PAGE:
Accelerated self-healing via ternary interpenetrating microvascular networks

Christopher J. Hansen, Scott R. White, Nancy R. Sottos, Jennifer A Lewis

Research output: Contribution to journalArticlepeer-review


Self-healing materials with dual interpenetrating microvascular networks enable two-part healing chemistries and repeated healing of damage in a localized region.1 However, due to slow healing kinetics, multiple days are required between damage events to recover mechanical performance under ambient conditions. By directly writing a third interdigitated microvascular network within these epoxy coating/substrate architectures to enable in situ thermal regulation, the characteristic healing time is reduced by an order of magnitude. Specifically, this third network provides a conduit for circulating a temperature-controlled fluid that rapidly heats the locally damaged region leading to a sharp reduction in the time required for mechanical property restoration. Self-healing materials with embedded ternary interpenetrating microvascular networks for thermally accelerated self-healing are fabricated by direct-write assembly (scale bar = 2 mm). Characterization of a bulk epoxy healing system demonstrates rapid healing at elevated temperatures. Circulation of a thermal fluid via an embedded microvascular network locally heats damaged regions, reducing healing times by over an order of magnitude.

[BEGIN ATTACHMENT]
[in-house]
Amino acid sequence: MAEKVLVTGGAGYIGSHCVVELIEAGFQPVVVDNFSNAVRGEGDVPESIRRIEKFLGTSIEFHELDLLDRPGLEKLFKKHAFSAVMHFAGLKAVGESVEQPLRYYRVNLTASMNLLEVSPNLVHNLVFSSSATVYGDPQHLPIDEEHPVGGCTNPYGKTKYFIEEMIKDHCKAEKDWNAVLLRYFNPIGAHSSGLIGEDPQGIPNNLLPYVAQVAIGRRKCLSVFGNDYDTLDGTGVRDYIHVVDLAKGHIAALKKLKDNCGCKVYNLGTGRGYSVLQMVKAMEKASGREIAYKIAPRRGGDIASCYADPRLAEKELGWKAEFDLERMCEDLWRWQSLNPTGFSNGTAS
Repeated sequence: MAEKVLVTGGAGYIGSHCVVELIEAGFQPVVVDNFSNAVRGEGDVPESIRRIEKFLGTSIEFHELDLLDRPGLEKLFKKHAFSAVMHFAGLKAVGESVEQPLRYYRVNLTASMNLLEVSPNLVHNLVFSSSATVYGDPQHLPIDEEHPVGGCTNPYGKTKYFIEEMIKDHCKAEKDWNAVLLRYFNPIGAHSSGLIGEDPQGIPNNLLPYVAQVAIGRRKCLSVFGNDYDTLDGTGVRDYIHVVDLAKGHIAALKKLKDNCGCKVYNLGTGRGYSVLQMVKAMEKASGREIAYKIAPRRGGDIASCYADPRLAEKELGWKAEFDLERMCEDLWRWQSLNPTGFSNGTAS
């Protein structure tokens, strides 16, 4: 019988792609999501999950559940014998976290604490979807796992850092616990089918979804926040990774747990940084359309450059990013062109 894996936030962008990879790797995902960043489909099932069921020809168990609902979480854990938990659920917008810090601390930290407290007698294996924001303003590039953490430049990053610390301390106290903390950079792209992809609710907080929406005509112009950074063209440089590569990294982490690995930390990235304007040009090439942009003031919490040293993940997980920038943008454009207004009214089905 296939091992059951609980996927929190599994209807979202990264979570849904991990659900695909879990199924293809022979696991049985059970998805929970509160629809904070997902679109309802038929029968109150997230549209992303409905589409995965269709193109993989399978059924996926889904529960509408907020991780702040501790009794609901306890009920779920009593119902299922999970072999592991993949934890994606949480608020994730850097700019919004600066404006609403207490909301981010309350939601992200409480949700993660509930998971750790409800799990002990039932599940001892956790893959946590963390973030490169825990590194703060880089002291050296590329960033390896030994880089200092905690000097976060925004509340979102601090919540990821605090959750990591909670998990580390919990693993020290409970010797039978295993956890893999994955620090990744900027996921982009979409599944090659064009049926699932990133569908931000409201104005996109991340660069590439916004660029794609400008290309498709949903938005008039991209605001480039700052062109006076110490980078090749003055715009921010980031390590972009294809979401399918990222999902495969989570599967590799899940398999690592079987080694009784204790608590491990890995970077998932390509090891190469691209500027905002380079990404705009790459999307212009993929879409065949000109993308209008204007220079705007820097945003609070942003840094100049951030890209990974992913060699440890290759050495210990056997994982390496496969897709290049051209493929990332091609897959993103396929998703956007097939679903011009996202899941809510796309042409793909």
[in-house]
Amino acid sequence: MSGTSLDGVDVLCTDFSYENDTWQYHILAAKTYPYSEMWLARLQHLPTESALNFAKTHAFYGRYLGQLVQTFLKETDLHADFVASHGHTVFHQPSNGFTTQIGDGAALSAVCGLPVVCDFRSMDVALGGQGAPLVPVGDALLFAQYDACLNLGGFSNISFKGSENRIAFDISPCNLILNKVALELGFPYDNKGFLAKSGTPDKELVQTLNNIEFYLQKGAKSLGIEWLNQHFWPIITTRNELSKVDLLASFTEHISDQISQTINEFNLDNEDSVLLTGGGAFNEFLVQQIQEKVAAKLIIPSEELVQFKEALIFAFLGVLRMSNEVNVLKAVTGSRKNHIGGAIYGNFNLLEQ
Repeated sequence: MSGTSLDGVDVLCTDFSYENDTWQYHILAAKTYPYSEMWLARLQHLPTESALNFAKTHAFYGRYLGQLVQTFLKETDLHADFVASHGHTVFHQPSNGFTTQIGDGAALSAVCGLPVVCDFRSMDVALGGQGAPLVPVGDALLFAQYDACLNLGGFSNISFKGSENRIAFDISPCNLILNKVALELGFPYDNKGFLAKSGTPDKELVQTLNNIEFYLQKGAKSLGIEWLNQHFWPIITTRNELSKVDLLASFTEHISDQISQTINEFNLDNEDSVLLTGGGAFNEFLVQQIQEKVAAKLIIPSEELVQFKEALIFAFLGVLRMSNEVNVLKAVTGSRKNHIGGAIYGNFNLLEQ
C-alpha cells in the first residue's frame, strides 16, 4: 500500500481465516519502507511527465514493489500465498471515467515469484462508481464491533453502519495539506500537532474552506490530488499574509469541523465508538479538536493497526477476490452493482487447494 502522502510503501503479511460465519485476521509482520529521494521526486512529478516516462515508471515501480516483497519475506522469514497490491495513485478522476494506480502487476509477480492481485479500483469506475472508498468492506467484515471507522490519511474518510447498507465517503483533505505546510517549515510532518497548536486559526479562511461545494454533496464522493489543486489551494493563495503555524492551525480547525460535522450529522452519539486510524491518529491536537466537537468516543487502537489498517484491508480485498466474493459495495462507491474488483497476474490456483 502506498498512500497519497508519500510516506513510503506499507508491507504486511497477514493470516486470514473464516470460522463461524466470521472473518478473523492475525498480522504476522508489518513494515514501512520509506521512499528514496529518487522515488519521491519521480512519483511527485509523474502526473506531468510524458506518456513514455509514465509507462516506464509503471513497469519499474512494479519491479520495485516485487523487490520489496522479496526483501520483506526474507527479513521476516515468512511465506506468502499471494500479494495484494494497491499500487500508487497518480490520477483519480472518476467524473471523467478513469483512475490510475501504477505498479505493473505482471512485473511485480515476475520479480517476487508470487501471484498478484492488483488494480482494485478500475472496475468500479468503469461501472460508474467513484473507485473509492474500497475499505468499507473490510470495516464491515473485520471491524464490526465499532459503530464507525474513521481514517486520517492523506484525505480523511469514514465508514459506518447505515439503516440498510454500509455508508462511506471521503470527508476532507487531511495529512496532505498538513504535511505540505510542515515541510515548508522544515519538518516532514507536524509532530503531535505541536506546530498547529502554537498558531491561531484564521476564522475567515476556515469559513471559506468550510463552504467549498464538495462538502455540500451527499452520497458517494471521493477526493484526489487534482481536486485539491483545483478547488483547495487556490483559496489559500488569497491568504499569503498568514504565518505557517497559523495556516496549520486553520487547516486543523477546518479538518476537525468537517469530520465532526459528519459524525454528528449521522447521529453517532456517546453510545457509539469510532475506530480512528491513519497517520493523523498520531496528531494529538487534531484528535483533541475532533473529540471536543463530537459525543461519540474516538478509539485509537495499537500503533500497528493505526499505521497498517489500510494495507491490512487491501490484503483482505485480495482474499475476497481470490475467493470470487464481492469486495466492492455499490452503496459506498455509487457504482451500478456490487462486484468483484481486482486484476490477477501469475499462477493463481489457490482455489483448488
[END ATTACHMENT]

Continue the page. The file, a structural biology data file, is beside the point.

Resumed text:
Original languageEnglish (US)
Pages (from-to)4320-4326
Number of pages7
JournalAdvanced Functional Materials
Issue number22
StatePublished - Nov 22 2011


  • direct-write assembly
  • microvascular networks
  • self-healing

ASJC Scopus subject areas

  • Biomaterials
  • Electrochemistry
  • Condensed Matter Physics
  • Electronic, Optical and Magnetic Materials


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